HOW TO MAKE A BOOK WITH STEIDL

 (Jorg Adolph,Gereon Wetzel, Germany, 2010) 88 minutes

HOW TO MAKE A BOOK WITH STEIDL

Directors: Jörg Adolph, Gereon Wetzel
Producer: Ingo Fliess
Written by: Jörg Adolph, Gereon Wetzel
Cinematography: Jörg Adolph, Gereon Wetzel
Music: The New Lost City Ramblers
Pedal Steel Guitar: Barton Tarlas
With: Gerhard Steidl,
Robert Adams, Robert Frank,
Günter Grass, Karl Lagerfeld,
Martin Parr, Ed Ruscha,
Joel Sternfeld, Jeff Wall

Reviews and notes

Festivals:
2010: Leipzig (Golden Dove)
2011: Reykjavik



The title of Gereon Wetzel and Jörg Adolph's delightful and occasionally irreverent documentary How to Make a Book with Steidl playfully suggests there must be a secret recipe for publishing the kind of elegant, sensuous works of art that are, in fact, books made by finicky master Gerhard Steidl in Göttingen, Germany. But we learn from this tour de force of dogged, sometimes unexpected observation that the legendary Steidl, a youthful-looking 60-year-old in this 2010 production, has no publishing formula except a custom approach to each project. That, and a deep preference for materials that make a finished book smell like the best inks, stimulate the eyes, satisfy the ears with the crispness of a turned page and feel weighty in one's hands.
Steidl publishes photography books by the likes of Robert Frank, Ed Ruscha and Robert Adams, all of whom we meet. There are select literary works, too: Günter Grass appears, painting the cover for an edition of his The Tin Drum. We follow Steidl's seemingly endless globe-trotting for aesthetic consultations with clients in New York, Paris, Los Angeles and Germany. Wetzel and Adolph have fun with the disorienting pace of these travels, including the sight of blanket-wearing camels at a desert meeting in Qatar. The directors also rightfully enjoy little lapses into vulgarity in Steidl's workaday politesse.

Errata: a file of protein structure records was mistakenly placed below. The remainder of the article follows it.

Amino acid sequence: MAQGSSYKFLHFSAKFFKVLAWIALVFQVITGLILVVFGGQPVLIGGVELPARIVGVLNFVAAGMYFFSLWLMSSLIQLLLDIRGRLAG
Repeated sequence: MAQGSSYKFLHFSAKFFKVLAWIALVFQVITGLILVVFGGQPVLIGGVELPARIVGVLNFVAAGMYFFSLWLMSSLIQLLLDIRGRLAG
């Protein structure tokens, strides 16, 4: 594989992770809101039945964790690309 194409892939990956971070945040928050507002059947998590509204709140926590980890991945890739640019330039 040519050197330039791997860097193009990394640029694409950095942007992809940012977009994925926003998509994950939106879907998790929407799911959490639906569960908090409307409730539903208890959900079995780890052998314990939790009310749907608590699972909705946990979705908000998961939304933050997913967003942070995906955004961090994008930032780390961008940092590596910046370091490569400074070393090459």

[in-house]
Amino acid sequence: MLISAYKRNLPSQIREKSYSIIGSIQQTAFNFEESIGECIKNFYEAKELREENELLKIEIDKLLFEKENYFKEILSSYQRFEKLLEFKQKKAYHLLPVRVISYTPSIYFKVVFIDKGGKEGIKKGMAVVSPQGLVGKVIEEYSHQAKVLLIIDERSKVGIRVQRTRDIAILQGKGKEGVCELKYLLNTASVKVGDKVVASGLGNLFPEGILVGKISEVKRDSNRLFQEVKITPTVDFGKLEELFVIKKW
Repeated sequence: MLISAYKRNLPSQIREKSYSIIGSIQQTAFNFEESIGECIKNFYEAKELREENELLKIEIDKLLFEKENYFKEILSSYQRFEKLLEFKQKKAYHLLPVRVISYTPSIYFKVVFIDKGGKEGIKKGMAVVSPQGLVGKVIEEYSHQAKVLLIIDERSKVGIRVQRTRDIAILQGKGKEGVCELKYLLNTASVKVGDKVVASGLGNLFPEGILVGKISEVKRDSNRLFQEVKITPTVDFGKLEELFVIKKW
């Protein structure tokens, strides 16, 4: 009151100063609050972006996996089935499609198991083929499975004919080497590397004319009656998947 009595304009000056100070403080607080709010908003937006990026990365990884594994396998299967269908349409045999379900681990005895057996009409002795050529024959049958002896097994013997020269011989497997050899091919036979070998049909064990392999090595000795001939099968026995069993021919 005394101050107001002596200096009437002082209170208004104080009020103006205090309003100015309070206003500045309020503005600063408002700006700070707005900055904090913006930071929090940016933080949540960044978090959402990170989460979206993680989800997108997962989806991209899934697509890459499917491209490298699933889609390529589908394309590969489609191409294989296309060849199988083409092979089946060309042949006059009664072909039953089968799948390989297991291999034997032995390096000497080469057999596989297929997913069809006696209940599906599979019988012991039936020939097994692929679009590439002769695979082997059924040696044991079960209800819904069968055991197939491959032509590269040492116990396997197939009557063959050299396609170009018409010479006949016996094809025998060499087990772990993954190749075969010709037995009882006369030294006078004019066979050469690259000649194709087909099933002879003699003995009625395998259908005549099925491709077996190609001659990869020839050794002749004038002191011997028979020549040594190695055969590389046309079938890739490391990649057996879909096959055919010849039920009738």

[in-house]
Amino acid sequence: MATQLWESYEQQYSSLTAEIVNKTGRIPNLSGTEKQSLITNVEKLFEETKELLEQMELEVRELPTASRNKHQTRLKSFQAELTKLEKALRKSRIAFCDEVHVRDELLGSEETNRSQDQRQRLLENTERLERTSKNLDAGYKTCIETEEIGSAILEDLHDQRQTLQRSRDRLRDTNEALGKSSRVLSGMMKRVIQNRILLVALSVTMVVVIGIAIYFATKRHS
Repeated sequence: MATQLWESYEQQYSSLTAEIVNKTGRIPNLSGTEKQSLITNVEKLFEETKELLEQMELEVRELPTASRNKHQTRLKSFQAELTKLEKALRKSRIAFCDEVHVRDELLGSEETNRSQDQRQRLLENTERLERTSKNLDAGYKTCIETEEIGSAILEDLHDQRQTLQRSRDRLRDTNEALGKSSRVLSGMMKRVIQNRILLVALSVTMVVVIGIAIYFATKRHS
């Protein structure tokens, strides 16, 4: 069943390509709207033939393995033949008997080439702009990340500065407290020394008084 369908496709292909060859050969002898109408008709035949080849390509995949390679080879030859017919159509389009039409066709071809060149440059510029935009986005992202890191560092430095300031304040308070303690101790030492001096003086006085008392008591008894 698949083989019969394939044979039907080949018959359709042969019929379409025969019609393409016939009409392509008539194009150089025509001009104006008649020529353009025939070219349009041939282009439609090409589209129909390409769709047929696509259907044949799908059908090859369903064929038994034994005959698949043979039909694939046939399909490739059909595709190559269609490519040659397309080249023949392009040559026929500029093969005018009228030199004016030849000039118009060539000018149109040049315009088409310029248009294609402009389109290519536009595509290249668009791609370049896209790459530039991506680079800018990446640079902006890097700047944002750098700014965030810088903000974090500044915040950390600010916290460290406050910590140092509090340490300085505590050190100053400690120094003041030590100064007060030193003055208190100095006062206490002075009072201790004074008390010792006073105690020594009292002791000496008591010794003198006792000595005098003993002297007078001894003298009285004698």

- Tom Keogh, Seattle Times.


Gerhard Steidl has spent over 40 years printing, and publishing, books from his tiny workshop. Rather than expand into a large space, Gerhard prefers the intimate way he creates a book. With such a small facility, Gerhard has a long waiting list of clients wanting to work with him, as he has taken book making to an art form. Every tiny detail must pass his inspection, from the layout of books, to the type of paper used, and even the smell. Nothing escapes his attention to detail, and it’s the reason his work is in such demand. How to Make a Book with Steidl follows Gerhard as he prepares his latest creation, and meets with clients around the globe.

With digital forms of books taking over, the actual act of holding a novel in your hands and turning the pages is becoming a thing of the past. There are still those out there who prefer the physical form of a book, but perhaps none are as fond of these bound piles of paper as Gerhard Steidl. In the way a painter or photographer may view their work, Gerhard does the same for the books that he produces. He’s taken something that many of us take for granted and turned it into its own unique form of art.

Without looking into his past or personal life, How to Make a Book with Steidl simply follows Gerhard through his daily life. This involves numerous trips around the world, including New York, London, and even the Katar desert. His clients include Karl Lagerfeld, Chanel, and Nobel laureate Günter Grass. While we witness some of the meetings between Gerhard and his clients, a large focus is put on his latest work with Joel Sternfeld. Sternfeld is putting together an art book called iDubai, where all the photos were taken with an iPhone. Together, the men strive to make the photos in the book look exactly as they do on an iPhone screen.

It’s the work between Steidl and Sternfeld that creates the most interesting aspect of the film. It shows the passion that both men have for their art, and how the final product has become something even greater by combining both their talents. Without Gerhard, Sternfeld never would have been able to create a book that communicates the message in his photographs before you even open the book. Steidl’s respect is well earned, and his dedication to continuing his craft his remarkable. With Steidl around, the future of books seems safe.
- William Brownridge, Totonto Film Scene, 30 August 2013.


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